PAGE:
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Pride Month is Marred by a Record Number of Anti-LGBTQ+ Bills in State Legislatures

“We are pow­er­ful because we have sur­vived, and that is what it is all about- sur­vival and growth.” - Audre Lorde


Pride Month should be a time for celebrating love, the freedom to love whom we choose, and triumph over the prejudice, ignorance, and fear of the past.

The prejudice, ignorance, and fear of the present, however, have cast a dark shadow over this year’s celebration.

In the past few years, there has been an astonishing increase in the bills restricting the rights of lesbian, gay, bisexual, transgender, queer, or questioning people of the community (LGBTQ+). In this legislative session alone, state legislators have introduced a record 491 proposals to undermine and weaken nondiscrimination laws, limiting access to books and performances like drag shows, blocking medically-necessary and gender-affirming health care.

Nearly half of the bills target our most vulnerable young people, attempting to prevent trans students from participating in school activities like sports, to force teachers to out students, and to censor any in-school discussions of LGBTQ people and issues.

Florida Governor Ron DeSantis signed four bills on May 17th as well as expanded on Florida’s “Don’t Say Gay” law. This law has restricted sexual orientation and gender identity discussions in the classroom from kindergarten to third grade. The updated law will expand the prohibited discussion to eighth grade.

How will our youth express their authentic selves if it is illegal?

On June 28th, 1969, in New York City, police raided a gay bar called the Stonewall Inn. Such raids were commonplace, as the expression of LGBTQ identity – cross-dressing, holding hands, kissing, or dancing with someone of the same sex – was illegal. This time, however, instead of complying, the crowd fought back. This spark ignited a fire, which led to five days of rioting to defend LGBTQ rights in America.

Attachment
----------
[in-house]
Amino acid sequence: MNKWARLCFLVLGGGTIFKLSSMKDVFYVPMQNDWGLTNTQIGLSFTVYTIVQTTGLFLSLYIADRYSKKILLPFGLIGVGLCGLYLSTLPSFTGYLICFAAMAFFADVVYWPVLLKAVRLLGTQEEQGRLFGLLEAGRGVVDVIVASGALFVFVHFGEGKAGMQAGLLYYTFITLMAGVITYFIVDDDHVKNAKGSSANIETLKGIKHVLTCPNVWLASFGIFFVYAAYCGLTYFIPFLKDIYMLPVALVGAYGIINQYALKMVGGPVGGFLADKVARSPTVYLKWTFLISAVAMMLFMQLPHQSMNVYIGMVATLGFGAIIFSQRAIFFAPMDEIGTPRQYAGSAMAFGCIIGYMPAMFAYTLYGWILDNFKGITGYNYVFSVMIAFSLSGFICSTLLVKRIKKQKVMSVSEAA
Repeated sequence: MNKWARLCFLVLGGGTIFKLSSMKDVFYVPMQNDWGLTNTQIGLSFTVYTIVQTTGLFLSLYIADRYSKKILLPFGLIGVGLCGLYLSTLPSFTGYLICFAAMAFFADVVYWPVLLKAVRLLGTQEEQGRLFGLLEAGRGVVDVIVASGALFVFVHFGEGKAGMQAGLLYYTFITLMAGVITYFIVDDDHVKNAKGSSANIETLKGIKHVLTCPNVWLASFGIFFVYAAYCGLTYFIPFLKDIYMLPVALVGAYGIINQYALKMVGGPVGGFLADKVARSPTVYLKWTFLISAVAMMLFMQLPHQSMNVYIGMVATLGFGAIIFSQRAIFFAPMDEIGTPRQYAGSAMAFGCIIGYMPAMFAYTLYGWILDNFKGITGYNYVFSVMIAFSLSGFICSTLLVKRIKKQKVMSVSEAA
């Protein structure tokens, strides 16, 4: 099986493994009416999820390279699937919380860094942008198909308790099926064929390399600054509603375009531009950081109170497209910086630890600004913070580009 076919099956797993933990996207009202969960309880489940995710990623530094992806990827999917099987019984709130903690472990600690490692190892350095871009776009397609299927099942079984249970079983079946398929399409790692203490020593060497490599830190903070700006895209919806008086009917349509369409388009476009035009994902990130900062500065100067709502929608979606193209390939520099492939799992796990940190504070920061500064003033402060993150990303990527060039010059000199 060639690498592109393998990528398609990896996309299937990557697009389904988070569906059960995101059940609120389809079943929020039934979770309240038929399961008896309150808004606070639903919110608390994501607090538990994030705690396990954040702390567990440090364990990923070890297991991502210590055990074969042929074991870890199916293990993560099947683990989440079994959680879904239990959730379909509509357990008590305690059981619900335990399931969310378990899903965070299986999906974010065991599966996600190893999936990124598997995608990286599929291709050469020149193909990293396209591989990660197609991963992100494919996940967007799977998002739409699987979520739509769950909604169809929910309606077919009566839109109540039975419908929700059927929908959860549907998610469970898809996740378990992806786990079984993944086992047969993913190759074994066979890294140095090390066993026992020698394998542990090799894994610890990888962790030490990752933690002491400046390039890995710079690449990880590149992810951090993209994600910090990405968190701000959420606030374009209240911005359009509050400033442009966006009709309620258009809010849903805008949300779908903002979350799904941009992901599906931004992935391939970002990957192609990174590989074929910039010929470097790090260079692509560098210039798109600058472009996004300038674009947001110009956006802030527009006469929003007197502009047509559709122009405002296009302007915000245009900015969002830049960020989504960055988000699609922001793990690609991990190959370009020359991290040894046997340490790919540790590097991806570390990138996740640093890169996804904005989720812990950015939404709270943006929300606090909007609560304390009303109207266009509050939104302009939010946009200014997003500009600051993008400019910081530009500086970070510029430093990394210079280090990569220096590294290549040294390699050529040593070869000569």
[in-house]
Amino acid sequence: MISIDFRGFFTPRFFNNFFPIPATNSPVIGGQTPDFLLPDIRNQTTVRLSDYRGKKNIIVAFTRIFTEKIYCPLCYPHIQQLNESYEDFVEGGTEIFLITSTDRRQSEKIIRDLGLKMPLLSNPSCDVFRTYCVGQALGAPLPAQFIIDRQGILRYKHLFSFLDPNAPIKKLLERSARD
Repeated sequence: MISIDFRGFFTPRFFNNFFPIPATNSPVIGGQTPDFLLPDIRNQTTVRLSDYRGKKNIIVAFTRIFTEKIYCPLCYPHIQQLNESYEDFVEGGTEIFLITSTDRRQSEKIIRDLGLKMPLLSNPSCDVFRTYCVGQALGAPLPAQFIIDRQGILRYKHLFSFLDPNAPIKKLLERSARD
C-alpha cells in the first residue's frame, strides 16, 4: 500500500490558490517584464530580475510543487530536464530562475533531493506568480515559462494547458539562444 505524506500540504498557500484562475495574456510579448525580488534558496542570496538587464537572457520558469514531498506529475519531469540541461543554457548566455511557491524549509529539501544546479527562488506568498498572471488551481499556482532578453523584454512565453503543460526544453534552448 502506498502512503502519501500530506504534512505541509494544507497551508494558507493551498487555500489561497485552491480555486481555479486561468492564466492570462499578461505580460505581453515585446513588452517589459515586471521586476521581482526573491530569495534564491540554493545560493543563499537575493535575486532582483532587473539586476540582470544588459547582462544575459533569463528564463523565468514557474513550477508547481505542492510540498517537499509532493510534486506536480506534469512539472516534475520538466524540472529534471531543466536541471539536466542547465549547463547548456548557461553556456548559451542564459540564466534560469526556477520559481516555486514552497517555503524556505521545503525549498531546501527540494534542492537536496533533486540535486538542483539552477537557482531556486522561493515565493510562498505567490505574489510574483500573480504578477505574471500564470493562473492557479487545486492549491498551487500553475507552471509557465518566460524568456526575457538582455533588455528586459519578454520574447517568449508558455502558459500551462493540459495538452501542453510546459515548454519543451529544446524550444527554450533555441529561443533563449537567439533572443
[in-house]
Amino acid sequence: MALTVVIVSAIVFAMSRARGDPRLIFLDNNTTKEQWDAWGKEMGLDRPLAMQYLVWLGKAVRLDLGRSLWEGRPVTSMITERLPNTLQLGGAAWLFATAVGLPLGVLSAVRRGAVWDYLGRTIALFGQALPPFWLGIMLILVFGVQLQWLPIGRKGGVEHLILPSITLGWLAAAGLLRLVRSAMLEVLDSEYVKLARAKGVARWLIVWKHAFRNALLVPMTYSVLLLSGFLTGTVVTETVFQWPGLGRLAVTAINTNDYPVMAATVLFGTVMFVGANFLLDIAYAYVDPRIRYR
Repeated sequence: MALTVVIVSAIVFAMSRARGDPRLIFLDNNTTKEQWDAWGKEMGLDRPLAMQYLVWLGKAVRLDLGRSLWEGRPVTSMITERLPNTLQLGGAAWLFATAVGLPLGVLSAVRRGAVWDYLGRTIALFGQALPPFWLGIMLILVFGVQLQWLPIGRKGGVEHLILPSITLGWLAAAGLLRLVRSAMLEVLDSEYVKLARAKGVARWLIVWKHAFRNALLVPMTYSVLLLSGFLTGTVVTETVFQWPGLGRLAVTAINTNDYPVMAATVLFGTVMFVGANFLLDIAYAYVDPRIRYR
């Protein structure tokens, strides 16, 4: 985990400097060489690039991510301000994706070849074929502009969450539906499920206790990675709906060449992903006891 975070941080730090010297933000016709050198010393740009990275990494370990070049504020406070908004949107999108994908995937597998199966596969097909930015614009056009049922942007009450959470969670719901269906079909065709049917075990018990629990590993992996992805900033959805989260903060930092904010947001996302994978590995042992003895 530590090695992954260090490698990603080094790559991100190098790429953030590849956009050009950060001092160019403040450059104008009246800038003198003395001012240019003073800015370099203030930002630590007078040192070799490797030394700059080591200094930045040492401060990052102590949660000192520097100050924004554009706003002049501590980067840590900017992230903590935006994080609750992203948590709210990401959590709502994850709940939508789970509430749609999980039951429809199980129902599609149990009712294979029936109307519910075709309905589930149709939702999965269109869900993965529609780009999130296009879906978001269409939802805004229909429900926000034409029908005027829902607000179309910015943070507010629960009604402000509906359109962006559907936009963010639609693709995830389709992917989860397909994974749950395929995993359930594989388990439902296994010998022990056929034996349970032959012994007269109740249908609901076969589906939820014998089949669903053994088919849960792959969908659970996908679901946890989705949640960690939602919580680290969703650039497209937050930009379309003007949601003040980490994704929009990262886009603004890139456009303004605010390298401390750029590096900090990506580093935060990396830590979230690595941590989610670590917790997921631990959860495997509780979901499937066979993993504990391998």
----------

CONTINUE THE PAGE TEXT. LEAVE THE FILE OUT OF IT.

History is being reversed. Politicians hoping to ride a wave of hatred and ignorance into higher office are driving the nation backward toward the dark days of shame before Stonewall.

Black, indigenous, and people of color LGBTQ individual experience far more discrimination than their white counterparts. They already face systemic hurdles in employment and the justice system. They also experience discrimination in situations that impact their basic needs: 24% reported discriminatory treatment from a healthcare provider, 44% share that discrimination has impacted them from renting or buying a home, and 48% have an income of less than $40,000 a year.

While not all of the anti-LGBTQ bills will become law, they all have a devastating effect.

In 2022, 41% of LGBTQ youth contemplated suicide. This rate is twice as high as the general population of youth. Further, 11% of white LGBTQ youth attempted suicide while double the amount of BIPOC LGBTQ attempted suicide.

The legislation that wishes to ban important conversations about the LGBTQ community will not witness progress, only children’s deaths.

Throughout history, figures such as Audre Lorde, Marsha P. Johnson, James Baldwin, Miss Major Griffin-Gracy, Gladys Bentley, Ron Oden, Lorraine Hansberry, and Phill Wilson have paved a path of hope. They will continue to inspire today’s LGBTQ youth of color and their needed allies. These icons will not be forgotten; we will fight for their history and our youth’s futures.



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